February marks an important month in the Sicilian calendar as it hosts two of the islands biggest celebrations; Carnival and The Festival of Saint Agatha. Before moving to Catania (Sicily’s second largest city) last October I had never heard about either of these festivals so I excitedly awaited their arrival.
The Festival of Saint Agatha takes place at the beginning of the month between the 3rd and 5th and during this period most schools and businesses are closed to allow families to participate. The festival is considered to be one of the most important religious festivals in Europe if not the world. Saint Agatha was born in Catania however she is the patron saint of many different places both in Sicily and parts of Spain; she is also the patron saint of breast cancer patients, fertility and Mount Etna’s eruptions. Consequently, people from all over Italy and the world travel to Catania to take part in the three day celebrations that consist of processions, prayers and firework displays. The heavy statue of the Saint is carried around the city by her loyal followers who wear white costumes to demonstrate their faith. As they move through the city they hand white flowers and candles to the crowd so that each person may hold onto something that has been blessed by the spirit of Agatha.
Unlike the Festival of Saint Agatha, Carnival is not a religious celebration. Carnival occurs just before Lent and dates back to the Roman Empire. During this time people enjoy themselves to the full as they dress up in costumes or masks, take part in street parties and dance the night away. The most famous Carnival is in Venice; however, the Sicilian town of Acireale holds a notable, weeklong festival that attracts more and more visitors every year. People travel from all corners of Italy to see the procession of allegorical floats which are made out of papier-mâché and are designed by famous artists. In the past the spectators used to through eggs or pieces of vegetables as they passed by although now people throw confetti which is sold throughout the week.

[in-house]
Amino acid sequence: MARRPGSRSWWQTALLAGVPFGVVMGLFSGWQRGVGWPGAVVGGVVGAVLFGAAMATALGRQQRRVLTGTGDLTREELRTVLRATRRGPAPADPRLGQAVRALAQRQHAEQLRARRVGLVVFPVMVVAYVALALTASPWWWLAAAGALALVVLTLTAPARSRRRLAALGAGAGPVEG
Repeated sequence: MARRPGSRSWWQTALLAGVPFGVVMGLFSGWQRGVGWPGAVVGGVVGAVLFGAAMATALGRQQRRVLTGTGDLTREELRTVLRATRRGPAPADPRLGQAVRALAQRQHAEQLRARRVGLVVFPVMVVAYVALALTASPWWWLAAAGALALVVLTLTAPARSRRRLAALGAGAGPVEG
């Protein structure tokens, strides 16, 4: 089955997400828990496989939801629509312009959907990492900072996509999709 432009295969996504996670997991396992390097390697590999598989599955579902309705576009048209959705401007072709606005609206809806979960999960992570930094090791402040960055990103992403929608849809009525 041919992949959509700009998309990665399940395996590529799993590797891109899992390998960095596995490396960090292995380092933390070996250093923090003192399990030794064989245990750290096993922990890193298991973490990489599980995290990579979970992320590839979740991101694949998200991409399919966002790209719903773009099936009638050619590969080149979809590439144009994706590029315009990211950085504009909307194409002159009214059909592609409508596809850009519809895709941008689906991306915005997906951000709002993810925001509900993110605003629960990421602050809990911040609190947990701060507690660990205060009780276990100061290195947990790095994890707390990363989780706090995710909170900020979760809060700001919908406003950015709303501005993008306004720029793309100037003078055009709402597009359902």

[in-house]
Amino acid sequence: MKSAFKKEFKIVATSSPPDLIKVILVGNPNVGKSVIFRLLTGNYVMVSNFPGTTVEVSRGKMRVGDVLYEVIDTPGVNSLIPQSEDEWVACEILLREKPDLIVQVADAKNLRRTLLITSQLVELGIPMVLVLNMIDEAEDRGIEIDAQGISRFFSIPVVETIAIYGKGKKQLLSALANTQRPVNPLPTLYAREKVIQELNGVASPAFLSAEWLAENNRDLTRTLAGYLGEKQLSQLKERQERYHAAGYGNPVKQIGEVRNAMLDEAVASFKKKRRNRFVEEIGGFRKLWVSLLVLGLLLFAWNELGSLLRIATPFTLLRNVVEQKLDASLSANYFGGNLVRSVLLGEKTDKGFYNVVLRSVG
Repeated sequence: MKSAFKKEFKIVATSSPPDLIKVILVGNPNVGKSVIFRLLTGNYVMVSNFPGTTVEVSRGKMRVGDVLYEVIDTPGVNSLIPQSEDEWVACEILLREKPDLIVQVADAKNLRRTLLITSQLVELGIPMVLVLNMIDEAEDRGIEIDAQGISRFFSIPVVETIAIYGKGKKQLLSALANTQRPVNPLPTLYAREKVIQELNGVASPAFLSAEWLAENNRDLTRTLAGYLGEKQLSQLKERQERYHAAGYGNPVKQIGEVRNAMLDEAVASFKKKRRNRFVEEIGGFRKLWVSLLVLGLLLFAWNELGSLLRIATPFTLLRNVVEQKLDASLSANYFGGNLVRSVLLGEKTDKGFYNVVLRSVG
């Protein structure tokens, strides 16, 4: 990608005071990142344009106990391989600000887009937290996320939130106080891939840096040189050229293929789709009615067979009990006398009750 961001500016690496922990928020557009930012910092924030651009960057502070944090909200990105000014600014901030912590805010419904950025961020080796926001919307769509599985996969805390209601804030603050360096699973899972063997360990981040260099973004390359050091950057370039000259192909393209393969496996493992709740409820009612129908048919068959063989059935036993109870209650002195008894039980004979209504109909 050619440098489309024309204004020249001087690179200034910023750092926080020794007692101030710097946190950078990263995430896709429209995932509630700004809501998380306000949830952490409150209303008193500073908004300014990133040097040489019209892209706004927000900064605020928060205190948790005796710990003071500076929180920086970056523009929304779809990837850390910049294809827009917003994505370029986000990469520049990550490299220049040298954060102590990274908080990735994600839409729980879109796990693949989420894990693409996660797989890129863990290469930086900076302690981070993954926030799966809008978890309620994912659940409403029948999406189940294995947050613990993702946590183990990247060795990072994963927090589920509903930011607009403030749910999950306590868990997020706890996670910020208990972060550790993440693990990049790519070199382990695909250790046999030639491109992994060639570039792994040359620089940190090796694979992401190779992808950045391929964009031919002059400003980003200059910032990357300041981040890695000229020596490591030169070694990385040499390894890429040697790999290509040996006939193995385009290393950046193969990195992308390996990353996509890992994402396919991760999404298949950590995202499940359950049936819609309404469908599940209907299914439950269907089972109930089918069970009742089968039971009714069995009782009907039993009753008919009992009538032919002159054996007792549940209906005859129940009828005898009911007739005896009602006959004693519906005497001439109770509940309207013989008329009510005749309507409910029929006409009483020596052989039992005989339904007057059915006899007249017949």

The February festivals in Sicily are important as they bring communities together and are enjoyed by both citizens and tourists, people of all ages take part and appreciate the time for celebration.
Does the area where you live have any special celebrations or festivals at this time of year?